Mention finch to a birder and chances are, if they live in the United States except Alaska or Hawaii, they will think of goldfinch or house finch or both. Both are on the feeders outside my window right now, goldfinches on the perches of the tube feeders with thistle or nyger seed, house finches on the tube feeder perches and on the platform feeder.
The goldfinches outside my window are American goldfinches. There are two other goldfinches in North America, the lesser, a bird of the southwest, from southern Wyoming and Idaho south into Mexico and west to the coast, and Lawrence’s goldfinch, a bird of areas of California and Baja, California that is occasionally seen in Arizona.
The range of the American goldfinch is from the East Coast to the West Coast and southern Canada to the southern states in summer, south to the Gulf Coast in winter. It’s the state bird of New Jersey, Iowa and Washington.
The range of the house finch is even broader. East Coast to the West Coast, southern Canada to the Gulf of Mexico and much of Mexico. Once its range was The West and southwest and Mexico. But 60 to 65 years ago it was released, introduced, illegally, in New York and perhaps other eastern cities and it has multiplied and spread across the country.
Goldfinches and house finches are little birds. Mention finch to a birder and they are likely to think little birds. No finches are big but there are some that are bigger. Gray-crowned rosy-finch, brown-capped rosy-finch and black rosy-finch, birds mostly of the Rocky Mountains, are about the size of bluebirds. Evening grosbeaks, yes, some grosbeaks are finches, but not all, and are nearly as big as robins while pine grosbeaks are as big as robins.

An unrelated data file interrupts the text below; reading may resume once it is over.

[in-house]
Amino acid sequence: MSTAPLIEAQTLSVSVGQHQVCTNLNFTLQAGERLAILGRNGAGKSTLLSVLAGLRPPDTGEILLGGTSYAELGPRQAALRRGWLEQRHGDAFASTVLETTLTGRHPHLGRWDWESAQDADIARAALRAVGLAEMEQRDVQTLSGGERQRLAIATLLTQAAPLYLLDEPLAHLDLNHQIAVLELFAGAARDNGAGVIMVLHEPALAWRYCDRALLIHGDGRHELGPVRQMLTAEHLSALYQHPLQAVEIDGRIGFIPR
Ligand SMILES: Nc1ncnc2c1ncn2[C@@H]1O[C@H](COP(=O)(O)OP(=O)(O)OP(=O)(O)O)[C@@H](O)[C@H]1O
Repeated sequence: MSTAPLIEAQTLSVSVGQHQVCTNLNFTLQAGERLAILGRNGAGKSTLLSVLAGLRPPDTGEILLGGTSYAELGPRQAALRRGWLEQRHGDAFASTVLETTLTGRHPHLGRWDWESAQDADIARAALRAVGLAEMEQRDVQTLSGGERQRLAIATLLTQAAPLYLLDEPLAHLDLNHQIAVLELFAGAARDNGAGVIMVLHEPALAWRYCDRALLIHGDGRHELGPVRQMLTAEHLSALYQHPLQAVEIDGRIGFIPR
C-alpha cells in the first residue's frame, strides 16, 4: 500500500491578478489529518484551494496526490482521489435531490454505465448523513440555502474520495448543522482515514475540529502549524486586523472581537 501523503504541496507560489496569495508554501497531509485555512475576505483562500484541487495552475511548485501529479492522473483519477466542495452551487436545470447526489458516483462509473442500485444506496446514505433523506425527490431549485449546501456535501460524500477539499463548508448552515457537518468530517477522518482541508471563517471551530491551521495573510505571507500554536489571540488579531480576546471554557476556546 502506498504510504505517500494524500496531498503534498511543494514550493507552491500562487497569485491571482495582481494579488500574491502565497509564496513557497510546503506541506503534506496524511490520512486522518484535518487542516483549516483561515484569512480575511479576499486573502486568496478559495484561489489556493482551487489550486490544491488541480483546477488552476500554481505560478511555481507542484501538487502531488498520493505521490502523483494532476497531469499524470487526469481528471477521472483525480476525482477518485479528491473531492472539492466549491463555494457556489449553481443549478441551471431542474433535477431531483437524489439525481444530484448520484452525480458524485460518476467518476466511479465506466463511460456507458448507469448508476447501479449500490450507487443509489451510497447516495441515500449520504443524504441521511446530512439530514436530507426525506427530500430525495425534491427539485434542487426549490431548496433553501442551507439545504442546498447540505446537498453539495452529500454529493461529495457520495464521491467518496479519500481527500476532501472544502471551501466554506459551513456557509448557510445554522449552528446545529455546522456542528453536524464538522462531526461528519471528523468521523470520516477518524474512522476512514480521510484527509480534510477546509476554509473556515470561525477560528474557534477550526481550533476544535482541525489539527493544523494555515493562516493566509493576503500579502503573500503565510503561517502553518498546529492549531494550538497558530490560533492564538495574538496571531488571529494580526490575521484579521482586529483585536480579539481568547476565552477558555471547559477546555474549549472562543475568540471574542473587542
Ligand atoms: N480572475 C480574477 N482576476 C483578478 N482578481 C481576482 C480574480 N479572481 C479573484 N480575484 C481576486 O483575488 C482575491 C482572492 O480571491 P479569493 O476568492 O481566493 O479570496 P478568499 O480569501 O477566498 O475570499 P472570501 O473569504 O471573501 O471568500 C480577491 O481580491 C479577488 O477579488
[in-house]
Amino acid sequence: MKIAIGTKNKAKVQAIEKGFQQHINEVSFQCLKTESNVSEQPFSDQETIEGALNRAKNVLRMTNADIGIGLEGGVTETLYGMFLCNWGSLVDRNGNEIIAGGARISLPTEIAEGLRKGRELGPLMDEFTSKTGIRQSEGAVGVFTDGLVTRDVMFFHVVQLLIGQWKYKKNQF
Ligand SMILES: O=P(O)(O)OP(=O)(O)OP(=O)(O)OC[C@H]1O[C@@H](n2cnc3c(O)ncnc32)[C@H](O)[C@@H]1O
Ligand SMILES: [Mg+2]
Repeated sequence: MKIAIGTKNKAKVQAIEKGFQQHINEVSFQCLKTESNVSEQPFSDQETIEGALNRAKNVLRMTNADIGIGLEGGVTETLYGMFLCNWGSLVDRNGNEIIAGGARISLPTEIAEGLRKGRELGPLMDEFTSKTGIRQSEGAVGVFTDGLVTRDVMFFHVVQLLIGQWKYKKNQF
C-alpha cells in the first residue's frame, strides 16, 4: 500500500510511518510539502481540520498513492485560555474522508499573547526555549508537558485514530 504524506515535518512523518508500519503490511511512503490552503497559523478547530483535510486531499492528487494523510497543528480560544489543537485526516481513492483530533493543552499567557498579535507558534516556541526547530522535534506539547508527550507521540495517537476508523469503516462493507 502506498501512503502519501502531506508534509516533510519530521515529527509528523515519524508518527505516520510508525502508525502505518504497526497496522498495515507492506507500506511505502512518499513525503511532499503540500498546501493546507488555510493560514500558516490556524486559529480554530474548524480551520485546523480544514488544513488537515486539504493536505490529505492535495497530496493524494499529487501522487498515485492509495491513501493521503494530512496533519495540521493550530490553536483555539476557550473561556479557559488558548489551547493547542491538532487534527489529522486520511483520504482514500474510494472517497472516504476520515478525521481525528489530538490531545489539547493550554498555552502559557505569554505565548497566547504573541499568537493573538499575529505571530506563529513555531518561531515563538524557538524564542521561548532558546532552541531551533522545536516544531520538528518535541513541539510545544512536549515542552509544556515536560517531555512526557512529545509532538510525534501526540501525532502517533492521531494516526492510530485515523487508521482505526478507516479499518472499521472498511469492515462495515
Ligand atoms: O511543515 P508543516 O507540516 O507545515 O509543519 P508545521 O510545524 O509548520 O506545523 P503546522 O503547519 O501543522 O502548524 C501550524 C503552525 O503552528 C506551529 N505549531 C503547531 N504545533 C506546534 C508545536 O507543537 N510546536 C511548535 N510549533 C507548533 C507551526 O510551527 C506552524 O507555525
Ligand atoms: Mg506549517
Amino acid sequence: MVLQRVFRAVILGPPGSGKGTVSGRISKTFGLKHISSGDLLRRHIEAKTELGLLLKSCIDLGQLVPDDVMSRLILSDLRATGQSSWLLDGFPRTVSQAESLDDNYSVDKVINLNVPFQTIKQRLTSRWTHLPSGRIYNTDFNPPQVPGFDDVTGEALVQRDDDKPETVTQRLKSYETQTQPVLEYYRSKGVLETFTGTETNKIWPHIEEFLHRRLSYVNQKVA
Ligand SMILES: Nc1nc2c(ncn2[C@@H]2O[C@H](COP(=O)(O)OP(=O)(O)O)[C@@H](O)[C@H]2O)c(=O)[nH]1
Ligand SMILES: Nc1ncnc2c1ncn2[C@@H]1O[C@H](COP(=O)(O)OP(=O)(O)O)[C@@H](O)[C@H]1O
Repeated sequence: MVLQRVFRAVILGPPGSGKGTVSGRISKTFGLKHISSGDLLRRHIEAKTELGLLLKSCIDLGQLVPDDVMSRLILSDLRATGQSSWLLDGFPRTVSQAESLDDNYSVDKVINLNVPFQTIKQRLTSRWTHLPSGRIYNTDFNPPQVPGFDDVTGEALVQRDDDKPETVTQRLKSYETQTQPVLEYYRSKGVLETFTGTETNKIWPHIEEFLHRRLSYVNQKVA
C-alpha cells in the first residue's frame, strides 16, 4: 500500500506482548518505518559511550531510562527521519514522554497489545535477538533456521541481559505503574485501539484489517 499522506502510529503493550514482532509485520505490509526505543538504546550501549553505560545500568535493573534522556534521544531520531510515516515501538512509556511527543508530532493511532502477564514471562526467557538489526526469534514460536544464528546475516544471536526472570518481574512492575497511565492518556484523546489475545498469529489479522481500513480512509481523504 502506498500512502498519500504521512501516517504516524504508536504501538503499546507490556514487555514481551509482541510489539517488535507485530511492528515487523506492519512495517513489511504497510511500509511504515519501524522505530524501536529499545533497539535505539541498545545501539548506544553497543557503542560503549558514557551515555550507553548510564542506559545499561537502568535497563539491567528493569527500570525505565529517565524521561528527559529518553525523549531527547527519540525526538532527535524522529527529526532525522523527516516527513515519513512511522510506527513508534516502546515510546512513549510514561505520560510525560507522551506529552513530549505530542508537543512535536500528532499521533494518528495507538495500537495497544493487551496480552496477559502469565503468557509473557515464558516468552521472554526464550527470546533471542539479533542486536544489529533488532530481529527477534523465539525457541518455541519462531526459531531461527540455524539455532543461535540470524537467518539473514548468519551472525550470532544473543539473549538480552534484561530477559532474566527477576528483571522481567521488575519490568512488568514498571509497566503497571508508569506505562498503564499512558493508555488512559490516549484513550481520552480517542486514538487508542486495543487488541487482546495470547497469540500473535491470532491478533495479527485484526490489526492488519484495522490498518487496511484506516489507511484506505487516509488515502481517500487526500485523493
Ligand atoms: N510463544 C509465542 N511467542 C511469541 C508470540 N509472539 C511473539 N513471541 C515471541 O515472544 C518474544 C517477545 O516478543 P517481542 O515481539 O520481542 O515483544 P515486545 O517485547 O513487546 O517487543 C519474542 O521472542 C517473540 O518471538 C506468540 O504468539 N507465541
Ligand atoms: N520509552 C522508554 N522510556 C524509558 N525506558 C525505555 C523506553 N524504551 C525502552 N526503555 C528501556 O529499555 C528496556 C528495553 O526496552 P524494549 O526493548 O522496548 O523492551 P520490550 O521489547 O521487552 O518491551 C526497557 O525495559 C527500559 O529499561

House finches are now year-round birds over all the U.S. except Alaska and Hawaii and, strangely, much of Florida. Goldfinches, American goldfinches that is, are year-round birds from southern Canada to the southern U.S. states, winter birds in those states and the southern states. Then there are winter finches, birds that live and nest in Canada and in the U.S. in the mountains. Except the purple finch which also nests in Maine, New Hampshire and Vermont. It’s the state bird of New Hampshire and a more or less regular winter visitor over the eastern half of the U.S. One came to our bird feeders for a few days earlier this winter and we expect, hope, to see more.
The other “winter finches” are, to us, erratic and completely unpredictable. Last winter we saw a pine siskin at our feeders twice. In other areas, much of New York State for one, pine siskins were numerous. Birders in New York call it the winter of the pine siskins.
I remember a winter when I lived in Ithaca, New York when common redpolls lived up to the first part of their name. I saw these little birds with the bright red foreheads along country roads. I saw them in many woodlots. I saw them in trees in town and on the Cornell University campus. I saw a flock one day in the parking lot of a grocery store.
A winter finch, or a flock of winter finches, a purple finch, pine siskins or redpolls, red crossbills or white-winged crossbills or evening grosbeaks can make the dullest winter day seem bright to a birder.